Our sampling of 252 homes demonstrates a high lead in water risk: Flint should be failing to meet the EPA Lead and Copper Rule

Over the weekend, we analyzed all samples shipped to Virginia Tech from Flint to date. Flint residents have already returned an astonishing 84% of the sample kits we sent out (252 out of 300 samples). We will continue to analyze water samples as they are returned. However, mathematically, even if the remaining 48 samples returned have non-detectable lead, our conclusion will not change — FLINT HAS A VERY SERIOUS LEAD IN WATER PROBLEM.

Forty percent (40.1%) of the first draw samples are over 5 parts per billion (ppb). That is, 101 out of 252 water samples from Flint homes had first draw lead more than 5 ppb. Even more worrisome, given that we could not target “worst case” homes with lead plumbing that are required for EPA sampling, Flint’s 90%’ile lead value is 25 ppb in our survey. This is over the EPA allowed level of 15 ppb that is applied to high risk homes. This is a serious concern indeed. Several samples exceeded 100 ppb, and one sample collected after 45 seconds of flushing exceeded 1000 ppb.

We now advise Flint consumers to heed EPA information that advises consumers on how to avoid adverse health effects from exposure to excessive lead in drinking water. The main concern is related to water used for drinking or cooking. With the exception of one home that we sampled which had astronomical levels of lead, the levels of lead detected in Flint were safe for bathing, showering, toilet flushing and watering lawns/gardens.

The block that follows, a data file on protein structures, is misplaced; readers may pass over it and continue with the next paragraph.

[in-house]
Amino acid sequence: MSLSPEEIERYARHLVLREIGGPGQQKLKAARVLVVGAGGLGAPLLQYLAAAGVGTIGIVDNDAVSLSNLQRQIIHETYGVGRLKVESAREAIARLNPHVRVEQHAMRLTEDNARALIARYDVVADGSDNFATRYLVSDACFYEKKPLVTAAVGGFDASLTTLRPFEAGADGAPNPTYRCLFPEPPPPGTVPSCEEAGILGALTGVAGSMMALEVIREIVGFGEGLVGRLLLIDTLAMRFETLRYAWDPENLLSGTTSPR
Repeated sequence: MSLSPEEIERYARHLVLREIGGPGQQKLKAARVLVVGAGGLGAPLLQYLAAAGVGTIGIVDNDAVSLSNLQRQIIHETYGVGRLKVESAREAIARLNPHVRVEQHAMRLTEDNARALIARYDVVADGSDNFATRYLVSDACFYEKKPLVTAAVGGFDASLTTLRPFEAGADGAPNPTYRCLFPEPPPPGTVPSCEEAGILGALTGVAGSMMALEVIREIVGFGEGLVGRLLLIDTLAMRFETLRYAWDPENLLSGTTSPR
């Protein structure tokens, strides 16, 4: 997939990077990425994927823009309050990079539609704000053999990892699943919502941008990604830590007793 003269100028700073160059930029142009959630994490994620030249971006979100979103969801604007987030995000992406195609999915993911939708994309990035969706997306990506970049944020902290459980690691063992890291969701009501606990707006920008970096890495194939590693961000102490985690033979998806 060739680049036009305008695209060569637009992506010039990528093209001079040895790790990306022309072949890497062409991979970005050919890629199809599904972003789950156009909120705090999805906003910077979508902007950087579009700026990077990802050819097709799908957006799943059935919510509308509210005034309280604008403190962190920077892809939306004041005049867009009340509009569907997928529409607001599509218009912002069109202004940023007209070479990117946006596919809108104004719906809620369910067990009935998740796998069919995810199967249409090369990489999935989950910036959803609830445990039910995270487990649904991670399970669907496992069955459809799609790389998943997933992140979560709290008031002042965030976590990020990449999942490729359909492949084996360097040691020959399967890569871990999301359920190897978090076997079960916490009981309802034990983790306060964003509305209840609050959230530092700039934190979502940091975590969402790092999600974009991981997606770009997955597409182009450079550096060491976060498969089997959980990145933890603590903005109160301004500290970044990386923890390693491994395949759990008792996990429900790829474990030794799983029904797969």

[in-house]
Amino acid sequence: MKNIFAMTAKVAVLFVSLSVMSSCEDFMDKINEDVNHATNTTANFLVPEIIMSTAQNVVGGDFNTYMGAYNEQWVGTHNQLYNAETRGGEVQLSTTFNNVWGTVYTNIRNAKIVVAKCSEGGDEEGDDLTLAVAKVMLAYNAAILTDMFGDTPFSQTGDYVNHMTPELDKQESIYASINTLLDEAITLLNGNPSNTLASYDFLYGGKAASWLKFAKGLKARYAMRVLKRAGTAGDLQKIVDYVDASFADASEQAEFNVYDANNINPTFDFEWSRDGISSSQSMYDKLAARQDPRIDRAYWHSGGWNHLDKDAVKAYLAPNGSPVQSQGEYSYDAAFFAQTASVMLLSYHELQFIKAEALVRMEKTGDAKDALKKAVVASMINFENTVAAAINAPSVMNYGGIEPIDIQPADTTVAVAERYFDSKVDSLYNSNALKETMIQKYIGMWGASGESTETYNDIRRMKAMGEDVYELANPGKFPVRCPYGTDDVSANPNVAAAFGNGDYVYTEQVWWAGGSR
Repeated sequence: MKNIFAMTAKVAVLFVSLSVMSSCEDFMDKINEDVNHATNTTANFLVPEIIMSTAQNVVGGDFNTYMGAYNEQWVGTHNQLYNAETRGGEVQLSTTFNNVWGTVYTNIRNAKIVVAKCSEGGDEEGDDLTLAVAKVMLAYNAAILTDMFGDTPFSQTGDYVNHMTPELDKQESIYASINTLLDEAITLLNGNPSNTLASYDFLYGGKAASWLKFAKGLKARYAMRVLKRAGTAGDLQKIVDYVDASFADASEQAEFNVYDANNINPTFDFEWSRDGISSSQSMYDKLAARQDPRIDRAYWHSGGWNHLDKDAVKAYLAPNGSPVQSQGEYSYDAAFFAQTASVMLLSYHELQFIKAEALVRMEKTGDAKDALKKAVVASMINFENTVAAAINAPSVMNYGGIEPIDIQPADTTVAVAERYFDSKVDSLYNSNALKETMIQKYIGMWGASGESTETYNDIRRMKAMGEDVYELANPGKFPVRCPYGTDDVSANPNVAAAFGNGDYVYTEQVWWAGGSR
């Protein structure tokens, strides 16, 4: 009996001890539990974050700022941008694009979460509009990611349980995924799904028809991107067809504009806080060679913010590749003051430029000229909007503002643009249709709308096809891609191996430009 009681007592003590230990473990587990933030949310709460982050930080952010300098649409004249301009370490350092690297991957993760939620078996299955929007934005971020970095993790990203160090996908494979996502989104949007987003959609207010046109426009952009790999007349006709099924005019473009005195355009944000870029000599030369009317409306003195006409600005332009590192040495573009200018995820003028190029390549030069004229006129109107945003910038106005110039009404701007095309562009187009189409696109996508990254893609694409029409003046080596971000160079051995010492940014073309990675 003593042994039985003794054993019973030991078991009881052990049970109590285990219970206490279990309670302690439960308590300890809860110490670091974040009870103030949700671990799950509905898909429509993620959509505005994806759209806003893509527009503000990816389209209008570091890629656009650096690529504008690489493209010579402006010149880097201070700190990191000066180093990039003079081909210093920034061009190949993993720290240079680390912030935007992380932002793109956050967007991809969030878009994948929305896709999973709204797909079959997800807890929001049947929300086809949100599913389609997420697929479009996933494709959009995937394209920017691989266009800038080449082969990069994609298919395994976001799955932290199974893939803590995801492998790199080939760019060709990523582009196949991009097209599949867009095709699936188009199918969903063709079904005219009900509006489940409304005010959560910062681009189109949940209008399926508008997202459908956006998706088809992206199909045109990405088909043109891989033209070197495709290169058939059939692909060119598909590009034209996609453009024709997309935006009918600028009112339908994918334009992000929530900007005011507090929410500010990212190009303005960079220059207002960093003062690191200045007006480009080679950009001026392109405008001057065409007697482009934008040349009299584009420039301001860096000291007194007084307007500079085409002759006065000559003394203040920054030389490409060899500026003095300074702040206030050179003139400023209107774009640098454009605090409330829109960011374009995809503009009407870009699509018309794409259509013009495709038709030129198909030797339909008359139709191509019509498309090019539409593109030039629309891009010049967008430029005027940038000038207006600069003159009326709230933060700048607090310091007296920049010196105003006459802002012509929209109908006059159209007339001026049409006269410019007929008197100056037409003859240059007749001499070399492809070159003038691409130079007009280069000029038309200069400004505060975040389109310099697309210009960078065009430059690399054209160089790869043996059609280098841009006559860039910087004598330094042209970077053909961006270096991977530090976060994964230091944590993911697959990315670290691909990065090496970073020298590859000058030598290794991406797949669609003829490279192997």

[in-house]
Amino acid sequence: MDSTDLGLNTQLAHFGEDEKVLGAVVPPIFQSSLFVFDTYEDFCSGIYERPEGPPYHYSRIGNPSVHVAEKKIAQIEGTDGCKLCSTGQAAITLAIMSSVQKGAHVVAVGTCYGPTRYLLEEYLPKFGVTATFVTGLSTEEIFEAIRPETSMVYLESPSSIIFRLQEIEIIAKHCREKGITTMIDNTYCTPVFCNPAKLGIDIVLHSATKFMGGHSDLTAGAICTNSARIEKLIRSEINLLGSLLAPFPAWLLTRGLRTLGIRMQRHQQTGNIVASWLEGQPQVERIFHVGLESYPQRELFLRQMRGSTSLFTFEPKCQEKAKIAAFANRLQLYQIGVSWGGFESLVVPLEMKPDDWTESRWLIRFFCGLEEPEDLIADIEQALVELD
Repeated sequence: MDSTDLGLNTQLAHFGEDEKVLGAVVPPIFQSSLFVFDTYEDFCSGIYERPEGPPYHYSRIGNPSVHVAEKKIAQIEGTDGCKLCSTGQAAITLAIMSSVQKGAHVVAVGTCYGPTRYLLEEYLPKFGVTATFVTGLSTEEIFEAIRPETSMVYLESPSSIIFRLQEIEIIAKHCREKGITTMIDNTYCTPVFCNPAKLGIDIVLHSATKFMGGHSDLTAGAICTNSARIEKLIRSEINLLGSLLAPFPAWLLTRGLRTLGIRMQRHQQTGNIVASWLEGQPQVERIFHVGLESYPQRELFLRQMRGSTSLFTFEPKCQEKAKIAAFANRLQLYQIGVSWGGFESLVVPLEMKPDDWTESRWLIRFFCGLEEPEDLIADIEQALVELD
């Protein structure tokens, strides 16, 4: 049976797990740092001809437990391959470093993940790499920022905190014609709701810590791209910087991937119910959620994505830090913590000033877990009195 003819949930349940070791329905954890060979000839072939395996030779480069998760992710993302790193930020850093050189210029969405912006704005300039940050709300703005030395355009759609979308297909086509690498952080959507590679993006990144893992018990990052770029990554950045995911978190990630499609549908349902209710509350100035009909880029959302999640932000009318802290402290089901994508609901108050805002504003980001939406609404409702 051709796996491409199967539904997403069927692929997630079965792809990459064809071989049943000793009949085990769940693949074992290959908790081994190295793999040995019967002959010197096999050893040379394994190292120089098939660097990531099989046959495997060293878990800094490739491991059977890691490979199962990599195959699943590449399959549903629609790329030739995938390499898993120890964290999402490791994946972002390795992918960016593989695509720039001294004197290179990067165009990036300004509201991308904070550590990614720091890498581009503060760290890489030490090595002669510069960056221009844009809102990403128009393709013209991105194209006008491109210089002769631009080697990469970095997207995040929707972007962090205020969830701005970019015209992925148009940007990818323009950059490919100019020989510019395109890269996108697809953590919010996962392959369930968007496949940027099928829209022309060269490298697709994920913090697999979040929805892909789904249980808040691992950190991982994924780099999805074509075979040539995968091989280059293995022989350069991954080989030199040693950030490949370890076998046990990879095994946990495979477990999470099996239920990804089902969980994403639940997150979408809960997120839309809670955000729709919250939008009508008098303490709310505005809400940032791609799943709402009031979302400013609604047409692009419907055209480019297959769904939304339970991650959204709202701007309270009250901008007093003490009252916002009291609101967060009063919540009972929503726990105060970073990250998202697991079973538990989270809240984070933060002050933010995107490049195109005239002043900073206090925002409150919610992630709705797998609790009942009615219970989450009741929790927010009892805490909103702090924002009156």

Until further notice, we recommend that Flint tap water only be used for cooking or drinking if one of the following steps are implemented:

  • Treat Flint tap water with a filter certified to remove lead (look for certification by the National Sanitation Foundation (NSF) that it removed lead on the label), or
  • Flush your lines continuously at the kitchen tap, for 5 minutes at a high flow rate (i.e. open your faucet all the way), to clean most of the lead out of your pipes and the lead service line, before collecting a volume of water for cooking or drinking. Please note that the water needs to be flushed 5 minutes every time before you collect water for cooking or drinking. For convenience, you can store water in the refrigerator in containers, to reduce the need to wait for potable water each time you need it.

We do not issue this warning lightly, and note that our concern is based on several lines of evidence. First, scientifically, we predicted based on past research that the Flint River water chemistry would create a serious lead in water problem. Second, we confirmed the very high corrosivity of the Flint River water for lead in our laboratory testing at Virginia Tech. Third, for some reason that no one has yet explained to us, the Flint River water was introduced into the pipe distribution system without any measures (or even a plan) to reduce its corrosivity. We are therefore very perplexed by recent MDEQ assertions that the situation in Flint is normal. Finally, we have the results of our survey of 252 homes conducted with the assistance of Flint consumers. Because of the very serious and permanent health damage that arises from lead exposure, we feel that this problem requires immediate public health warnings and intervention– we provide that for Flint consumers in this report.